FESTIVAL OF LIGHTS 2012 DATE CHANGE AGAIN! DUE TO THE IMMINENT WEATHER, FESTIVAL OF LIGHTS IS CANCELLED TONIGHT, WEDNESDAY DECEMBER 5TH, 2012.
The new dates for Festival of Lights will be: Dec. 6th, 7th, 8th, 9th, 14th, 15th & 16th. Please join us! Thank you and we apologize for any inconvenience. Join us at the 3rd Annual Festival of Lights where thousands of lights transform Mendocino Coast Botanical Gardens into a magical Winter Wonderland! We look forward to the upcoming dry weather, due Thursday!
MENDO Board of Supes: “Retain Outside Counsel” in Response to Federal Subpoena of Ziptie Records
By Kym Kemp (Courtesy, Lost Coast Outpost)
The Mendocino County Board of Supervisors met Tuesday to discuss the federal government’s subpoena of records from its Ziptie Program which allowed medical marijuana growers to purchase bands for up to 99 plants in order to provide medicine to patients. After a period of public comment in which “people involved in the medical marijuana industry locally” urged the Board to protect those involved in the program, the board agreed in a private session to have their County Counsel “retain outside counsel” and “take appropriate action.” The Ukiah Daily Journal (UDJ) has been requesting to see the federal subpoena and, finally, through the Public Records Act gained access and published the subpoena yesterday. According to the UDJ, Fifth District Supervisor Dan Hamburg believes the federal government may be “after the money (from the 9.31 program).” However participants in the program worry that the records which include “records of inspections, applications, and communications, to include emails, with Mendocino County 9.31 Program permit applicants [and] permit holders” may be used to go after the medical marijuana growers themselves.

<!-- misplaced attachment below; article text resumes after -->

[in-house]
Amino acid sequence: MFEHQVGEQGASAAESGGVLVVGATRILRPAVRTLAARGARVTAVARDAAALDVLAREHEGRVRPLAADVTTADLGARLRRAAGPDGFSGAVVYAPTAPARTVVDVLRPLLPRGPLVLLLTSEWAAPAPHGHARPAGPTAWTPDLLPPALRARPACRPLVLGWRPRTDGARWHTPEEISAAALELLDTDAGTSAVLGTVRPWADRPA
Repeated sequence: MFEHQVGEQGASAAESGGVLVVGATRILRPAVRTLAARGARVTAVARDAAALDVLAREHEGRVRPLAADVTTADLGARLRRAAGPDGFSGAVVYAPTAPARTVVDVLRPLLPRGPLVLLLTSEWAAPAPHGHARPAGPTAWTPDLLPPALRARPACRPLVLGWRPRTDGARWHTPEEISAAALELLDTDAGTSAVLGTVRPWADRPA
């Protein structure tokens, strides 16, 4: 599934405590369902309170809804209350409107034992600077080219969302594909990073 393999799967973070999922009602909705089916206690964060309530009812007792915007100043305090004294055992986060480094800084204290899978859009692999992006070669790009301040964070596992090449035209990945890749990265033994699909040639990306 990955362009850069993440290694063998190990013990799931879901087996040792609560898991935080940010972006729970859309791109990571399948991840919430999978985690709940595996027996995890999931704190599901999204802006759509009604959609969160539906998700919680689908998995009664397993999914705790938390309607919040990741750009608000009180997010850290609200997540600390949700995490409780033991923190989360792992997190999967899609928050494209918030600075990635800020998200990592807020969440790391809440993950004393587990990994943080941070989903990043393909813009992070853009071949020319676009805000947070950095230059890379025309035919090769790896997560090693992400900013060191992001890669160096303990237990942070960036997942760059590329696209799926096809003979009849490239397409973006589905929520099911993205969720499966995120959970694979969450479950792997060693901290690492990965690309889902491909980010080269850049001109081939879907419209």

Today, the Emerald Growers Association, a medical marijuana group which has taken an interest in the matter, issued a statement celebrating the Mendocino Supervisors’ actions. In Ukiah yesterday, two members of the EGA Board of Directors and our amazing pro-bono legal council, Khurshid Khoja, hand delivered legal arguments to the Mendocino County Board of Supervisors and also spoke during public comment to implore the county to NOT hand over the personal and financial information of legally-compliant medical cannabis farmers to an over reaching federal government. After deliberating, the board voted in favor of patient rights by directing the county attorney to hire outside counsel to address the federal subpoena. A sincere thank you to the Mendocino County BOS. Hooray for Justice! The County could incur expensive legal fees by this action. However, several attorneys have offered their services Pro Bono.